• Neurological effects can also occur secondary to other symptoms of disease6

Common neurological features of MPS by subtype are outlined below.

Common-neurological-features-of-MPS-by-subtype

Neurological assessment goals and schedules are outlined in expert reviews and management guidelines

A number of expert reviews are available that present state‐of‐the‐art practices in the assessment and monitoring of brain and spinal abnormalities in patients with MPS.3–5,8 Many MPS disorders also have available management guidelines and neurology‐specific consensus recommendations regarding chronic care.3,7,9

The reviews and guidelines include the following overarching recommendations:

  • A comprehensive baseline neurological assessment
  • Regular, defined monitoring intervals to assess neurologic disease progression

The goals of these neurological assessments in patients with MPS include:4,5,8

  • Identify treatable spinal cord compression
  • Stratify risk to the spinal cord prior to permanent loss of function
  • Assist in surgical planning
  • Assess the efficacy of surgical and medical treatment
  • Monitor and assess disease progression

As an example, the tables below detail suggested schedules for general and spinal-specific neurological evaluation of patients with Morquio A (MPS IVA), an MPS subtype with predominant spinal abnormalities.

While these tables provide an illustrative example of monitoring schedules, frequency of assessment varies across different MPS subtypes. For patients with MPS diseases associated with primary neurodegenerative and cognitive complications (e.g. MPS I, II, III), management guidelines call for additional and regular neurobehavioural and psychiatric evaluations.7,10

A number of assessment modalities are available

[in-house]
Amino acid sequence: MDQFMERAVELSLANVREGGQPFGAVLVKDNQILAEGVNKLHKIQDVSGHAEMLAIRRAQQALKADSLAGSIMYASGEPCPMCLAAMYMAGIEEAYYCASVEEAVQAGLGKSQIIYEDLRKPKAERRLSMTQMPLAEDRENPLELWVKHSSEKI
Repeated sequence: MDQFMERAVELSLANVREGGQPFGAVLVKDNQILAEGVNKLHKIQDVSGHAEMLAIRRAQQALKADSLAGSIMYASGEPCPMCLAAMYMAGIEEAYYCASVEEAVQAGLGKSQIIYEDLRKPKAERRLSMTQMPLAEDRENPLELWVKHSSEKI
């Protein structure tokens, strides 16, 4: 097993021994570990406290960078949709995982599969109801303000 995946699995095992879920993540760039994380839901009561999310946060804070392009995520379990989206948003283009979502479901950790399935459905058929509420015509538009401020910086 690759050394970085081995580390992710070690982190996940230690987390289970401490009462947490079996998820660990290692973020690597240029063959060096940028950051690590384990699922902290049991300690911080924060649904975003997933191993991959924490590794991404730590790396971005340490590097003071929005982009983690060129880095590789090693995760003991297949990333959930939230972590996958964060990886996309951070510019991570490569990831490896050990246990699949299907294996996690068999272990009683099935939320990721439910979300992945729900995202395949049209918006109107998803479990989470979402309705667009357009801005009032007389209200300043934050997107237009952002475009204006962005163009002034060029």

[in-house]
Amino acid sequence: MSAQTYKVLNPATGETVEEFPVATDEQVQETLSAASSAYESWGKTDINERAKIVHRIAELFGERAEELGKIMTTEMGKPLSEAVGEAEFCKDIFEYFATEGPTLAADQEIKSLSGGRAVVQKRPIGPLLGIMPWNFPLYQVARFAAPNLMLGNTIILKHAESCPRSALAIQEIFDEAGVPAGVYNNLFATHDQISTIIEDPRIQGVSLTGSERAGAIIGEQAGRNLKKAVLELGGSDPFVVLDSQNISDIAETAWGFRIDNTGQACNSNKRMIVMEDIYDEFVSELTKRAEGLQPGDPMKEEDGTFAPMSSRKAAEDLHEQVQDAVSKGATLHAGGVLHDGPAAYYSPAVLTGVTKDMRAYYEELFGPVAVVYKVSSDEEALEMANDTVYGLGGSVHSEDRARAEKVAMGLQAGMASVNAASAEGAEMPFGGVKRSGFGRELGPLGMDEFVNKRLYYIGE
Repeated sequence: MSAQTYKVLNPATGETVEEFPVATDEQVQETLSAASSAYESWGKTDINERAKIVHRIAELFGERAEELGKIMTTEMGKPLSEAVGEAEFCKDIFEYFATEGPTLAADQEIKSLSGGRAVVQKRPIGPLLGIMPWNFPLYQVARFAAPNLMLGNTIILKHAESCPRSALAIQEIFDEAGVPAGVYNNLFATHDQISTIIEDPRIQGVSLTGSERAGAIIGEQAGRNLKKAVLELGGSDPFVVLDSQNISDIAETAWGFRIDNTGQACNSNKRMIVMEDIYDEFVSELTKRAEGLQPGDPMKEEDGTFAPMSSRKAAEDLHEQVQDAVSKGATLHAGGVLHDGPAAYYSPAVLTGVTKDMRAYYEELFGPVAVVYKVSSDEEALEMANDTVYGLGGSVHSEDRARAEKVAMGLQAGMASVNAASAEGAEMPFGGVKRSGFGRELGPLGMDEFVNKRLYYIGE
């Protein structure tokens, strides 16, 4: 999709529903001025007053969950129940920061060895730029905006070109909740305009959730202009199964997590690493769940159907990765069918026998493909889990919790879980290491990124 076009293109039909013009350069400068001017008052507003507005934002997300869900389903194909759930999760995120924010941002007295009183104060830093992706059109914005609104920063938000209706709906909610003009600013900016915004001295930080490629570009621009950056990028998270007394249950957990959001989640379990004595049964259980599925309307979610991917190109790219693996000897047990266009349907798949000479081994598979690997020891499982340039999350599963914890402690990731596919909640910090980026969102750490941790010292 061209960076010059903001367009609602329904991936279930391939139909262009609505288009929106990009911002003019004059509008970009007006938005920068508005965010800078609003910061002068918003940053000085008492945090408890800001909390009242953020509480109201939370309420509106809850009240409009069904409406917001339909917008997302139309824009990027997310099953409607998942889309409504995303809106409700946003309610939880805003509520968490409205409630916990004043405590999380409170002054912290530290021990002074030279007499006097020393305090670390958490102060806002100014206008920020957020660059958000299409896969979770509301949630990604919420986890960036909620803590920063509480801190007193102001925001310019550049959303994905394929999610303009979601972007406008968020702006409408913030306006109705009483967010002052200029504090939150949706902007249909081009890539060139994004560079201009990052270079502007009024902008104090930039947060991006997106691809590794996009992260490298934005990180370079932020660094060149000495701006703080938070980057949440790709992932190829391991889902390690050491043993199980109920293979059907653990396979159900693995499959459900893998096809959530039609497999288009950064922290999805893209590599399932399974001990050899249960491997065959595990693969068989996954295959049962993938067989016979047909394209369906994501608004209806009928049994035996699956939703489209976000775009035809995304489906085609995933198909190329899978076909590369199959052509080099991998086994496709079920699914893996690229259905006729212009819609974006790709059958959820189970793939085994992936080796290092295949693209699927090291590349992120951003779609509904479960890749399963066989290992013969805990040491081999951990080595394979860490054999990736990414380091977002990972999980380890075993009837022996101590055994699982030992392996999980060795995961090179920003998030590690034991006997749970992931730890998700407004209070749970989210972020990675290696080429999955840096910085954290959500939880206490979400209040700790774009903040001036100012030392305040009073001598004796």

As seen above, neurological examination, as well as brain and spinal imaging, are cornerstones of neurological assessment in patients with MPS.3,5,8

  • Imaging methodologies (plain radiograph, MRI, CT scan) are especially valuable for identifying and monitoring neurological abnormalities in these patients5
  • Selection of the appropriate imaging modality for assessment of spinal abnormalities should be guided by the strengths and limitations of each modality as detailed below5
  • MRI is generally considered the preferred imaging modality4,5

Common brain and spinal MRI findings according to MPS subtype are summarised below.

Common-brain-and-spinal-MRI-abnormalities-seen-in-patients-with-MPS

Spinal assessment is imperative

Initial and continued spinal imaging is critical for patients with MPS, as spinal abnormalities account for a high proportion of neurological manifestations and can lead to paraplegia, quadriparesis, and death.4 In Morquio A and MPS VI especially, spinal abnormalities are some of the most prominent features of neurological disease and frequently require surgical intervention.4–6

Comprehensive risk assessment and stratification for spinal abnormalities in MPS generally consists of:5

  • Systematic and careful imaging of the spine by CT instability imaging
  • Imaging of the spinal cord by MRI